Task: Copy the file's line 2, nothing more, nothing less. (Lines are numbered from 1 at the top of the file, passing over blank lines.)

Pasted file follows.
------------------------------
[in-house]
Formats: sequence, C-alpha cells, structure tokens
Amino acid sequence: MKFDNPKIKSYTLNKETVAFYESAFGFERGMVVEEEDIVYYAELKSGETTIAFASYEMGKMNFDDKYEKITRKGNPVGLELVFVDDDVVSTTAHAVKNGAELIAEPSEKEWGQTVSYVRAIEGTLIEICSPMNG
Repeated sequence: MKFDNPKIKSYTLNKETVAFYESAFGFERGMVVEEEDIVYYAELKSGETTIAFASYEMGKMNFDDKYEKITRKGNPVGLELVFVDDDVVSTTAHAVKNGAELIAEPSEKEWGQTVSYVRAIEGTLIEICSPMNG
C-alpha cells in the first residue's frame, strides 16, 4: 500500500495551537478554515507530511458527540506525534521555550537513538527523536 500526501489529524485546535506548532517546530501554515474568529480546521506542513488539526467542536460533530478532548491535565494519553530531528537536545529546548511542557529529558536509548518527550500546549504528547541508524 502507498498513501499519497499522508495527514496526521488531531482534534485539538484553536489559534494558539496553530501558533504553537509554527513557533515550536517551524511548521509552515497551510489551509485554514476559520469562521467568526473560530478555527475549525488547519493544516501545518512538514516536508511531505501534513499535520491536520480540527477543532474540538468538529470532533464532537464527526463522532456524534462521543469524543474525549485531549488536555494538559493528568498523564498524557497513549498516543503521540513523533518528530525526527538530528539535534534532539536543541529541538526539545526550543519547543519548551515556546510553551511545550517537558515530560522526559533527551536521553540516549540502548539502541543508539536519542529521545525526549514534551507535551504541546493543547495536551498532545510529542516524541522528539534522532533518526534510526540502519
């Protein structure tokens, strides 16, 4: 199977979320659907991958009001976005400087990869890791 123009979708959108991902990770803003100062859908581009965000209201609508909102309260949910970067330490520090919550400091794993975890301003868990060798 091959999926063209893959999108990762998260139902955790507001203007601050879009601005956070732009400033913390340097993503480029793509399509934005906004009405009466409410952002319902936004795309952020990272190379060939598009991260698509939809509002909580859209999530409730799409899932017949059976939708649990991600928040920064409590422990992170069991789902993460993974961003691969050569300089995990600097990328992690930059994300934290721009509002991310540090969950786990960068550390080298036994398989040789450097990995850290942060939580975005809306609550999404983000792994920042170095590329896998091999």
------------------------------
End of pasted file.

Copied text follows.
Formats: sequence, C-alpha cells, structure tokens